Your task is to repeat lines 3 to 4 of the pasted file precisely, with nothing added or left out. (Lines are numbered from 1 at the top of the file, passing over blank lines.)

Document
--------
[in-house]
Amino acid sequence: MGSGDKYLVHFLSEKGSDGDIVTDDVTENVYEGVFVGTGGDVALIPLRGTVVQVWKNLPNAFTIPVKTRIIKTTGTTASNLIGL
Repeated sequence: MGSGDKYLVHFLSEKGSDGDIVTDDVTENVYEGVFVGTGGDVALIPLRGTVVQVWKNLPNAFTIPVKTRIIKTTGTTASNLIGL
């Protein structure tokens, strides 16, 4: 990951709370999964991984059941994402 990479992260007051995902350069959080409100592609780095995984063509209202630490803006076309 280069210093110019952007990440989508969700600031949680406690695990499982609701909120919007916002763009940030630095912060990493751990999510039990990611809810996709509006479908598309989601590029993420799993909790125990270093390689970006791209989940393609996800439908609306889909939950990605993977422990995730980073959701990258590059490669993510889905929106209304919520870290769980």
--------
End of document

Repeated sequence: MGSGDKYLVHFLSEKGSDGDIVTDDVTENVYEGVFVGTGGDVALIPLRGTVVQVWKNLPNAFTIPVKTRIIKTTGTTASNLIGL
């Protein structure tokens, strides 16, 4: 990951709370999964991984059941994402 990479992260007051995902350069959080409100592609780095995984063509209202630490803006076309 280069210093110019952007990440989508969700600031949680406690695990499982609701909120919007916002763009940030630095912060990493751990999510039990990611809810996709509006479908598309989601590029993420799993909790125990270093390689970006791209989940393609996800439908609306889909939950990605993977422990995730980073959701990258590059490669993510889905929106209304919520870290769980």